You must have heard of the word eardrum. Well, there is no drum-like thing inside your ears that’s making music. The word is just a poetic way to describe a thin tissue inside your ear which in medical terms is known as the tympanic membrane.
What is a tympanic membrane? It separates your outer ear from the middle ear. (Our ear has three areas, outer, middle, and inner). When a sound wave reaches the tympanic membrane, it vibrates, and these vibrations then travel to the small bones of the middle ear, from where they are pushed into the inner ear. These vibrations are what become nerve impulses that our brain hears as sound.
Sometimes, this thin, tissue-like membrane can tear or develop a hole. When this happens, naturally, it can impact your hearing.
Why does the eardrum tear?
There are many reasons.
- A common cause for eardrum rupture is small, sharp objects that get lodged in your ear, like when you wrongly clean your ear with a pointed end of a pencil. Or push a cotton swab into your ear sharply.
- Some ear infections can also cause the eardrum to rupture. For example, a middle ear infection usually leads to the build-up of fluid inside the area, and the pressure from the fluid damages the eardrum.
- Another cause for eardrum rupture is air pressure. Can you recall a time when you were in an airplane and the air pressure suddenly changed? This change in pressure puts tremendous stress on the ear and can lead to a torn eardrum. This condition is known as barotrauma.
- Scuba diving, being hit by shock waves, and driving at high altitudes can also cause pressure on the ears to drastically change and lead to eardrum damage.
- Specific impacts to the ear, such as a direct blow, severe slap, head injury or fall that involves your ear, can also affect the eardrum through dislocation of the ear areas.
- And here’s a point to consider: Loud sounds or explosions do not always lead to eardrum rupture.
What happens when the eardrum ruptures?
- First, your hearing is impaired. Some people may not lose hearing entirely, but they feel like something is not right in their ears or head; there is a distinct discomfort.
- Second, your ear is less protected, and you may get infections. You see, your eardrum also acts as a guard for your middle ear by preventing bacteria, water, and other external elements from entering. So, if it is ruptured, your middle ear is more vulnerable to infections.
Also, the grime in our ears is usually confined to the outer ear, which we clean with earbuds or wash in our daily shower. But if your eardrum is ruptured and you do not attend to it, the ear grime can move down to your middle ear, possibly causing infection.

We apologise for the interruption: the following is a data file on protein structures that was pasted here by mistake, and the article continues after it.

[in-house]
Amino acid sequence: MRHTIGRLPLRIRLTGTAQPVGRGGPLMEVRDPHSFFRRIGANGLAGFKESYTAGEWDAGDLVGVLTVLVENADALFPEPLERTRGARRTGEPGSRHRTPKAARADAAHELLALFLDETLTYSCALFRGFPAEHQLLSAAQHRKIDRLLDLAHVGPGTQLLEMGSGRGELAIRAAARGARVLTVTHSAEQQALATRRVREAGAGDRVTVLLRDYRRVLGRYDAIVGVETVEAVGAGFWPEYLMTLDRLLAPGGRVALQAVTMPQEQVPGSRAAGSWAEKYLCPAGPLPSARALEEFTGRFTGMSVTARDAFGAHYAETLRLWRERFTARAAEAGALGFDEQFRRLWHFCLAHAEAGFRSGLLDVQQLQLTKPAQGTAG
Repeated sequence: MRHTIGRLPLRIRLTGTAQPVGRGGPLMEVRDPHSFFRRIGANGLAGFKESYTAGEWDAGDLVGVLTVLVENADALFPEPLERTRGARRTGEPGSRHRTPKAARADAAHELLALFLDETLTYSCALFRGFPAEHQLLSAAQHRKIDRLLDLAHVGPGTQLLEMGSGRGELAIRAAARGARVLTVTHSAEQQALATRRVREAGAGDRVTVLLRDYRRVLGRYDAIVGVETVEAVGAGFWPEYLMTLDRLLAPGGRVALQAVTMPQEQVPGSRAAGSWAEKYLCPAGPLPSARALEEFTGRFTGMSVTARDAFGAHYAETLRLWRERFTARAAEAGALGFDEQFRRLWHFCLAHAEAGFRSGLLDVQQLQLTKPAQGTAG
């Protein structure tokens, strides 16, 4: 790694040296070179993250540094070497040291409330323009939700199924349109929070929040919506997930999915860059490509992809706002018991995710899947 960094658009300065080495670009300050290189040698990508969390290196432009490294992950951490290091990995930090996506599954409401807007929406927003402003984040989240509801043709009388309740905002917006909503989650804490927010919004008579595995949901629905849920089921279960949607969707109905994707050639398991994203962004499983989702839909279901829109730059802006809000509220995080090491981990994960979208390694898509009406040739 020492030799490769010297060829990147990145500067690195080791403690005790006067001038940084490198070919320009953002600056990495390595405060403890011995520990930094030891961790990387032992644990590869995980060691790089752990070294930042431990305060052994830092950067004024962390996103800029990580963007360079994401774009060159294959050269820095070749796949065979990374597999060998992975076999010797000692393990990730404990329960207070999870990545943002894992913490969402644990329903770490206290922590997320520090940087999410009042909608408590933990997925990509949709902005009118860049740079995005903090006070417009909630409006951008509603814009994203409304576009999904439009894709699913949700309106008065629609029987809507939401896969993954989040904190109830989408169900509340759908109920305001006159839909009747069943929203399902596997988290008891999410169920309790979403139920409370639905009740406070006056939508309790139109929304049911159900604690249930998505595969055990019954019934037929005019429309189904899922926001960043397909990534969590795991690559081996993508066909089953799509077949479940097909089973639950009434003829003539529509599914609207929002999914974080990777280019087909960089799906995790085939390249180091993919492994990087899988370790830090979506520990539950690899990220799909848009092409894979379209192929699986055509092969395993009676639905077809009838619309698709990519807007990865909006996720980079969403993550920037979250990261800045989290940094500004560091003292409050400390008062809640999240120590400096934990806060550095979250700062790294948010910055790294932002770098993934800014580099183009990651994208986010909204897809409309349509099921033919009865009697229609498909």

Can a torn eardrum be repaired?
Usually, a torn eardrum heals within a few weeks. But sometimes, you may have to undergo minor surgery, and get a patch, to get it sorted.
How do I know my eardrum is torn?
You may experience the following symptoms:
- Loss of hearing.
- Ringing sensation in your ear.
- Ear pain. It can come and go, can be severe or mild.
- Fluid from your ear, like mucus or pus-like secretion.
When should I see a doctor?
If you are experiencing any of the above systems, do not delay your visit to the doctor. Your middle and inner ears are delicate structures that are sensitive to injury or disease.
The ENT doctor uses an instrument called an otoscope to examine your ear. The device has a light at one end. The doctor shines it into your ear to check for a hole or tear in the eardrum. The doctor may also do a test to assess your hearing loss. You may be prescribed medicines to control the pain.
Precautions to take while your eardrum is healing:
- Keep your ears dry. Use a shower cap or protective covering while bathing to ensure no water enters your ear.
- Try not to blow your nose while your ear is healing.
- Take the prescription medicines as advised by the doctor.
- Avoid cold ear blowing into your ear.
Good hygiene and ear-friendly practices:
- Do not insert sharp objects into your ears for cleaning. Always use quality earbuds and gently clean your outer ears only. This way, you will not run the risk of accidentally damaging your eardrum.
- When you have a cold or a nasal block, do not indulge in high-altitude diving, scuba diving, or catching a plane. Wait for the condition to normalize. These activities put extra strain on your ears, and you may end up damaging your eardrum.
- Try to use pressure balancing earplugs when flying, particularly during take-off and landing when cabin pressure changes.
- Stay away from loud concerts and other high-decibel events that create powerful sound waves. These can damage your ears.
- Do not neglect signs of earache, ear infection, fever, and hearing problems. Get expert advice immediately.